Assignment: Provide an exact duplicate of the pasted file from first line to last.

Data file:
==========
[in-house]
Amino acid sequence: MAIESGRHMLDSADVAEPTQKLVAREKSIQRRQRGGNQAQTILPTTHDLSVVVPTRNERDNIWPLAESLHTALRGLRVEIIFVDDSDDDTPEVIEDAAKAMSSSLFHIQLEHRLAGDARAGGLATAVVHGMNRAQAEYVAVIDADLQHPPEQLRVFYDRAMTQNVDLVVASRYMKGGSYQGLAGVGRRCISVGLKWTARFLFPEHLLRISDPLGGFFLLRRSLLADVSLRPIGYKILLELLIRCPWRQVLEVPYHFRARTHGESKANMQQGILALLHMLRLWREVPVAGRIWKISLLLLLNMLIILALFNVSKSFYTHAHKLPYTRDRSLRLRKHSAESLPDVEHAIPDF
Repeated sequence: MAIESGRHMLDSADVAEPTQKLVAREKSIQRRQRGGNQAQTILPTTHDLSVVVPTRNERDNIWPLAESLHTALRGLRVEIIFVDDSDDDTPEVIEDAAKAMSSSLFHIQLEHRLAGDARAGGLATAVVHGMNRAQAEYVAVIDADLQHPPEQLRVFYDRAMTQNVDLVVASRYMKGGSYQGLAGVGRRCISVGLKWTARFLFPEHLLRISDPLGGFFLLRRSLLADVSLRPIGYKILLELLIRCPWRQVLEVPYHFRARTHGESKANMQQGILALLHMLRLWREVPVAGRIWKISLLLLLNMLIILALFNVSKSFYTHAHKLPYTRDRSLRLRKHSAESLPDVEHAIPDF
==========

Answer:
[in-house]
Amino acid sequence: MAIESGRHMLDSADVAEPTQKLVAREKSIQRRQRGGNQAQTILPTTHDLSVVVPTRNERDNIWPLAESLHTALRGLRVEIIFVDDSDDDTPEVIEDAAKAMSSSLFHIQLEHRLAGDARAGGLATAVVHGMNRAQAEYVAVIDADLQHPPEQLRVFYDRAMTQNVDLVVASRYMKGGSYQGLAGVGRRCISVGLKWTARFLFPEHLLRISDPLGGFFLLRRSLLADVSLRPIGYKILLELLIRCPWRQVLEVPYHFRARTHGESKANMQQGILALLHMLRLWREVPVAGRIWKISLLLLLNMLIILALFNVSKSFYTHAHKLPYTRDRSLRLRKHSAESLPDVEHAIPDF
Repeated sequence: MAIESGRHMLDSADVAEPTQKLVAREKSIQRRQRGGNQAQTILPTTHDLSVVVPTRNERDNIWPLAESLHTALRGLRVEIIFVDDSDDDTPEVIEDAAKAMSSSLFHIQLEHRLAGDARAGGLATAVVHGMNRAQAEYVAVIDADLQHPPEQLRVFYDRAMTQNVDLVVASRYMKGGSYQGLAGVGRRCISVGLKWTARFLFPEHLLRISDPLGGFFLLRRSLLADVSLRPIGYKILLELLIRCPWRQVLEVPYHFRARTHGESKANMQQGILALLHMLRLWREVPVAGRIWKISLLLLLNMLIILALFNVSKSFYTHAHKLPYTRDRSLRLRKHSAESLPDVEHAIPDF